Here’s an example from several loops of the Metro Exodus benchmark. The dark blue and dark grey lines correspond to the eight-pin connectors on the top of our GeForce RTX 3080 card, while the light grey line reflects the PCI Express slot’s 12V rail. Adding those lines up gives us overall power, the red line. On average, that line is right around 305W.

Leaving the 3080’s overall power plot intact and adding the same data from GeForce RTX 2080 Ti and 2080 shows us that the new card uses substantially more power, which is why Alienware now offers the Aurora with a 1000W power supply. You’ll have no trouble driving this card to its fullest potential with plenty of headroom for future upgrades, given these results.

Quickly condensing those power over time lines into an average power consumption figure frames the GeForce RTX 3080 against previous-gen cards.

Alienware’s beefy thermal solution and dual axial fan design keep NVIDIA’s GA102 processor running cooler than either previous-gen card. Across five runs of the Metro Exodus benchmark, temperatures top out at 72°C.

A cooler-running GPU can operate at higher frequencies without throttling back. As a result, Alienware achieves higher clock rates compared to last generation, despite GA102’s greater complexity.

The GeForce RTX 3080’s 10mm copper heat pipes, integrated vapor chambers, and large aluminum fins have no trouble coping with NVIDIA’s higher-wattage design. And because the engineers who worked on this 3080 knew it’d drop into Aurora desktops, they took an active role in optimizing airflow. Cool ambient air is guided into the axial fans, while warm air blown through the heat sink exhausts out the back and top.

Alienware and NVIDIA: A better-together story thanks to platform-based tuning

The results are in. GeForce RTX 3080 is a generational leap compared to the GeForce RTX 2080. In fact, the 3080 is fast enough to beat NVIDIA’s once-flagship GeForce RTX 2080 Ti by double-digit percentages. For the first time, you can game on a 4K monitor using the best-looking quality settings and still enjoy smooth performance. Or, you can drive the high-refresh monitors favored by competitive gamers at triple-digit frame rates, yielding a quantifiable advantage in reaction times.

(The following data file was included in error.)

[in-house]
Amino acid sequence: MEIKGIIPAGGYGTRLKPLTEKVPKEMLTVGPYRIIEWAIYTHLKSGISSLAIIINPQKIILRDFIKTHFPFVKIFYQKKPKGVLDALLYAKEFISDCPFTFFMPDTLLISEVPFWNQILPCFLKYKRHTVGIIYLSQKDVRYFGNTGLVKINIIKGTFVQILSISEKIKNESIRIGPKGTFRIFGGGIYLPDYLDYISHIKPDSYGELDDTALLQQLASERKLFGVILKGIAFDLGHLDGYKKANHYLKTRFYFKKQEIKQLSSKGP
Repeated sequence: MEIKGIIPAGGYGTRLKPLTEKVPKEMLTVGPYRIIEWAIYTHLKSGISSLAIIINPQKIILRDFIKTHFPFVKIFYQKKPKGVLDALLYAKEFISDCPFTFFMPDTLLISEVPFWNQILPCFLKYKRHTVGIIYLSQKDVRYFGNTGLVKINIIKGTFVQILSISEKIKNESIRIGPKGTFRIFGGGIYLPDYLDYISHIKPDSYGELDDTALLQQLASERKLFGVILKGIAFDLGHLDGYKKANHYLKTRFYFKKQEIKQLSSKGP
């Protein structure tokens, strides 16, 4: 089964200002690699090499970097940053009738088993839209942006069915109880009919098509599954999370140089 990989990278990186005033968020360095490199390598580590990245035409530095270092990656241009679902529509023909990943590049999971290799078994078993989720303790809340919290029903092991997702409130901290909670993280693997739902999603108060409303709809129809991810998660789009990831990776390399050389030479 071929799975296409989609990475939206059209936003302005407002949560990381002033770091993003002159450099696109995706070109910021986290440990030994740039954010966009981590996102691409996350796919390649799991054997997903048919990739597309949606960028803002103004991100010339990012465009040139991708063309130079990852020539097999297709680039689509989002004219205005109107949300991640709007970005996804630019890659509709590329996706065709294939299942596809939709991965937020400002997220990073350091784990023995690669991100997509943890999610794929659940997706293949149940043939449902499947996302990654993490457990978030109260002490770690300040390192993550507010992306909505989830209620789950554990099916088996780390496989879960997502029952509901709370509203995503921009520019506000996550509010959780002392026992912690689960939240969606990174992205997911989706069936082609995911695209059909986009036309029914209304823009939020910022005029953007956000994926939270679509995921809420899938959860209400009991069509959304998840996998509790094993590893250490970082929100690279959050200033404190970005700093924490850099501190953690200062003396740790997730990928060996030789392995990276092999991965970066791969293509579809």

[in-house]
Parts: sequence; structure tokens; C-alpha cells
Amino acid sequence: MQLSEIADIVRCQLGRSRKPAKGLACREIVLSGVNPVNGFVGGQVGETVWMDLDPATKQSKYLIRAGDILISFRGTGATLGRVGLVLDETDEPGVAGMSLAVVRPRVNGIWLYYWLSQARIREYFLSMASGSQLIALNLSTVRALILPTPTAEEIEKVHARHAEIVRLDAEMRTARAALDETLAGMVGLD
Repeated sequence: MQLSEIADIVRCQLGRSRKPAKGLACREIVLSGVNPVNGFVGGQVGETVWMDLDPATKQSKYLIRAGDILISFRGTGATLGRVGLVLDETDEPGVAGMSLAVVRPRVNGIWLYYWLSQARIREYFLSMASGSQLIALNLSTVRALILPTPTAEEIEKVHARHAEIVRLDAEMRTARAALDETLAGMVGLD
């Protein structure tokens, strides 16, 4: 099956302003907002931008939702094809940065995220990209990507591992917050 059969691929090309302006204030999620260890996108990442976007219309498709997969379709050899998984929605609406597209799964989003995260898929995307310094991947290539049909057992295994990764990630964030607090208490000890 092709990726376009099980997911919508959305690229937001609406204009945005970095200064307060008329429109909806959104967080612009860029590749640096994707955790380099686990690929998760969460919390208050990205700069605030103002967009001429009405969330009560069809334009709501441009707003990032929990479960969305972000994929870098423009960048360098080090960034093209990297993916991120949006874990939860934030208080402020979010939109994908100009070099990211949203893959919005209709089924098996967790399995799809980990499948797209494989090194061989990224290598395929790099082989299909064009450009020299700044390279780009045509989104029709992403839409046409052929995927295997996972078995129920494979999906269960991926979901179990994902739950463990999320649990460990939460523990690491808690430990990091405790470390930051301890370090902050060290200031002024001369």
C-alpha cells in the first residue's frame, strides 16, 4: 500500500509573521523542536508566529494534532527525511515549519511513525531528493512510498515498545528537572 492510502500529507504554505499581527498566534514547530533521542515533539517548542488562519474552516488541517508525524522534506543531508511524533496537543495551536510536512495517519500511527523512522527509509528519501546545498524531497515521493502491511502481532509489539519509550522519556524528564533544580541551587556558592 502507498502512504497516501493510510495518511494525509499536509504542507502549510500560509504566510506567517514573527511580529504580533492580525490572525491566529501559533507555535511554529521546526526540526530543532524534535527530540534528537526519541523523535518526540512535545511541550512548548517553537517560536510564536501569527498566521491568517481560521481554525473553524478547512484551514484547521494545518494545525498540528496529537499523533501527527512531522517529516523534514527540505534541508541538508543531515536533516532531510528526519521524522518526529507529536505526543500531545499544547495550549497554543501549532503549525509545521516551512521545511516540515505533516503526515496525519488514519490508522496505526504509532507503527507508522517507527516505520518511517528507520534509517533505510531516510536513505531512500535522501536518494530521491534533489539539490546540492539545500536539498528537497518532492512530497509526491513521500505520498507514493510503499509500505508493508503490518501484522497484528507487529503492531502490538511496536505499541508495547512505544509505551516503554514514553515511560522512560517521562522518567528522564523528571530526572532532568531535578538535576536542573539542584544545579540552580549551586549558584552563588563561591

In either case, Alienware’s GeForce RTX 3080 benefits from a platform-oriented approach. Company engineers designed the card to work well in Alienware’s Aurora desktop PC. From the points at which cool air is pulled into the Aurora chassis, guided through the card’s cooler, and then evacuated, the flow is deliberately shaped, optimizing for temperatures, noise, and performance.

With the introduction of GeForce RTX 3080, there’s no need to choose between high frame rates or realistic environments. This card is fast enough to give you both. And with the improvements Alienware made to its Aurora gaming desktops in anticipation of NVIDIA’s Ampere architecture, power, cooling, and configuration are already taken care of. You’re free to fire up Alienware Command Center and fine-tune the system’s thermal, acoustic, and overclocking parameters. But we don’t blame you if you’d rather get right to gaming.


NVIDIA GeForce RTX 3080 Available now on the Alienware Aurora R11 and Aurora Ryzen Edition with Asetek Liquid Cooled Processors.  



Replies • 368

Very very good post. The only thing missing was the percentage that the fans need to run to make the 3080 at 70 degrees C. Was it at the stock settings or did you have to customize it? Fans running over 60% do a lot of noise and that's the thing I don't want to have it.

That is the only thing that's blocking me to buy this new card. Please let us know.

i bought 2 3080s and i love the evga one, it's much faster than i expected and it was worth waiting for it. 



Espero algun día poder comprar este tipo de tecnologia.

The video card is excellent. But, unfortunately, it simply does not exist in Russia. It simply is not in stores or anywhere else. Even the 2080 graphics card is not on the shelves. The only thing that really can be purchased at the moment in Russia. it is a 2070 or 1080 ti video card. Which we have on the left is not justified, but 1080 ti as a human kidney. But we have mountains of Intel and AMD processors. Which few people need, and if you need to buy something from them. They often take amd. Sorry for my bad english. I am still studying.